This large colour woodcut poster, made by Johnson, Riddle & Co. Ltd., is one of many such recruitment posters produced during the First World War. They were designed to provoke a sense of duty to one’s country and to encourage young men to join the armed services. Johnson, Riddle & Co. Ltd were printers and cartographers based in London who, as well as producing posters like the above for the Central London Recruiting Depot, also printed some of the earliest poster maps for the London Underground.
This poster claims that 90% of Rugby Union footballers, and all England international players from the previous year, had already enlisted, so it was hoped men would want to emulate their sporting heroes, such as Ronnie Poulton, and join up too. Sadly, 27 of those England internationals, as well as thousands of club players, did not return from the frontline.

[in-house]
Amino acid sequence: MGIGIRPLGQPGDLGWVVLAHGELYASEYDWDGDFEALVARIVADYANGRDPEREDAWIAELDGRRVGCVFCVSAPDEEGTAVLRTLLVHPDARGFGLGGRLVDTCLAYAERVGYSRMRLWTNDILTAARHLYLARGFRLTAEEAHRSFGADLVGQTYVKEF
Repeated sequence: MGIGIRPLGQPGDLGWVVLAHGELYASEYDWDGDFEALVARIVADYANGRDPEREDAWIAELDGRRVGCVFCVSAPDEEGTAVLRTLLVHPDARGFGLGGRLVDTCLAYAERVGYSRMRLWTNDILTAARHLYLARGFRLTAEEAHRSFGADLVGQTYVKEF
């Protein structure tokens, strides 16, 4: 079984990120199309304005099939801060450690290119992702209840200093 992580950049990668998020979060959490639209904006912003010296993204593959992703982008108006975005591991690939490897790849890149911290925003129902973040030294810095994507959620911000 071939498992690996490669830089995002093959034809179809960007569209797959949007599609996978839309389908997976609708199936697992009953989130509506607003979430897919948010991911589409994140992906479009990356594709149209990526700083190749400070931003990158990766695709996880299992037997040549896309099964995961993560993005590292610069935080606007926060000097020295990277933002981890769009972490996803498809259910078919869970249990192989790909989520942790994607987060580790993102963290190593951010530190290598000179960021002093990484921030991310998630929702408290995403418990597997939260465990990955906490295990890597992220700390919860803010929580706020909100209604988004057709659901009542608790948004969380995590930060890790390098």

During the war, the Rugby Football Union suspended matches between clubs to show support for the war effort. In addition to this, England did not play a capped international match for six seasons. This heightened public perception of rugby after the war as it became the sport most associated with high moral standards.